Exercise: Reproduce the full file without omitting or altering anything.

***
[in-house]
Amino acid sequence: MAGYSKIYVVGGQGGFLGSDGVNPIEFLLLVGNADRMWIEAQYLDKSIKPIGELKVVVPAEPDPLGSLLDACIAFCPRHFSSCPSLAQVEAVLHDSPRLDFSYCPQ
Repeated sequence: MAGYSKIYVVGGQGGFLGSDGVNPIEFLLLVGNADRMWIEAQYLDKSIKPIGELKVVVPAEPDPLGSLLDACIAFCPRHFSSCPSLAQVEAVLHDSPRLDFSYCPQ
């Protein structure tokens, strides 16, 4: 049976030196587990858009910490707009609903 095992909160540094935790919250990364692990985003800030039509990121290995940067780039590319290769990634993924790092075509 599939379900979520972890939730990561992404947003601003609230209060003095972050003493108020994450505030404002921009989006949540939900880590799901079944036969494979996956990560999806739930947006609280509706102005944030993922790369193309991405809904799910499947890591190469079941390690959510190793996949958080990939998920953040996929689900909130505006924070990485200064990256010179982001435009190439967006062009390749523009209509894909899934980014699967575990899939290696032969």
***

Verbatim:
[in-house]
Amino acid sequence: MAGYSKIYVVGGQGGFLGSDGVNPIEFLLLVGNADRMWIEAQYLDKSIKPIGELKVVVPAEPDPLGSLLDACIAFCPRHFSSCPSLAQVEAVLHDSPRLDFSYCPQ
Repeated sequence: MAGYSKIYVVGGQGGFLGSDGVNPIEFLLLVGNADRMWIEAQYLDKSIKPIGELKVVVPAEPDPLGSLLDACIAFCPRHFSSCPSLAQVEAVLHDSPRLDFSYCPQ
């Protein structure tokens, strides 16, 4: 049976030196587990858009910490707009609903 095992909160540094935790919250990364692990985003800030039509990121290995940067780039590319290769990634993924790092075509 599939379900979520972890939730990561992404947003601003609230209060003095972050003493108020994450505030404002921009989006949540939900880590799901079944036969494979996956990560999806739930947006609280509706102005944030993922790369193309991405809904799910499947890591190469079941390690959510190793996949958080990939998920953040996929689900909130505006924070990485200064990256010179982001435009190439967006062009390749523009209509894909899934980014699967575990899939290696032969």